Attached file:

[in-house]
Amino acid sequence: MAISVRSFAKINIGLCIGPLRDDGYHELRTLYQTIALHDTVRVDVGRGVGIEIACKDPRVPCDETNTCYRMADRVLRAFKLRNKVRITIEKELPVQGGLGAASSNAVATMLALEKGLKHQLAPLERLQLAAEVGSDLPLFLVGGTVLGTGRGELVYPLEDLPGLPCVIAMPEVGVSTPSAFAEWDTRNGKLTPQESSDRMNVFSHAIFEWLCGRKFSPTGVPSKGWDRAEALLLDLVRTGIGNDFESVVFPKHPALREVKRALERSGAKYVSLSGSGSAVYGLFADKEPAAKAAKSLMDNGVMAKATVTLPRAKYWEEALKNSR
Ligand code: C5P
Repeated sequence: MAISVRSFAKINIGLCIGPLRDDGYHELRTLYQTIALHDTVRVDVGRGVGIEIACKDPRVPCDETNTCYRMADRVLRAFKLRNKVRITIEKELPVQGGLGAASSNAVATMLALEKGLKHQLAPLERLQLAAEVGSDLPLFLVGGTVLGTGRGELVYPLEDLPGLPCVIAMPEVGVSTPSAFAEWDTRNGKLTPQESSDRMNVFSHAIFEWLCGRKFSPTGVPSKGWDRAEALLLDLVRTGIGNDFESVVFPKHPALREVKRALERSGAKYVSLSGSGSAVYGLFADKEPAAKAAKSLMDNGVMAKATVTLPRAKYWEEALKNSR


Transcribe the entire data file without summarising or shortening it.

[in-house]
Amino acid sequence: MAISVRSFAKINIGLCIGPLRDDGYHELRTLYQTIALHDTVRVDVGRGVGIEIACKDPRVPCDETNTCYRMADRVLRAFKLRNKVRITIEKELPVQGGLGAASSNAVATMLALEKGLKHQLAPLERLQLAAEVGSDLPLFLVGGTVLGTGRGELVYPLEDLPGLPCVIAMPEVGVSTPSAFAEWDTRNGKLTPQESSDRMNVFSHAIFEWLCGRKFSPTGVPSKGWDRAEALLLDLVRTGIGNDFESVVFPKHPALREVKRALERSGAKYVSLSGSGSAVYGLFADKEPAAKAAKSLMDNGVMAKATVTLPRAKYWEEALKNSR
Ligand code: C5P
Repeated sequence: MAISVRSFAKINIGLCIGPLRDDGYHELRTLYQTIALHDTVRVDVGRGVGIEIACKDPRVPCDETNTCYRMADRVLRAFKLRNKVRITIEKELPVQGGLGAASSNAVATMLALEKGLKHQLAPLERLQLAAEVGSDLPLFLVGGTVLGTGRGELVYPLEDLPGLPCVIAMPEVGVSTPSAFAEWDTRNGKLTPQESSDRMNVFSHAIFEWLCGRKFSPTGVPSKGWDRAEALLLDLVRTGIGNDFESVVFPKHPALREVKRALERSGAKYVSLSGSGSAVYGLFADKEPAAKAAKSLMDNGVMAKATVTLPRAKYWEEALKNSR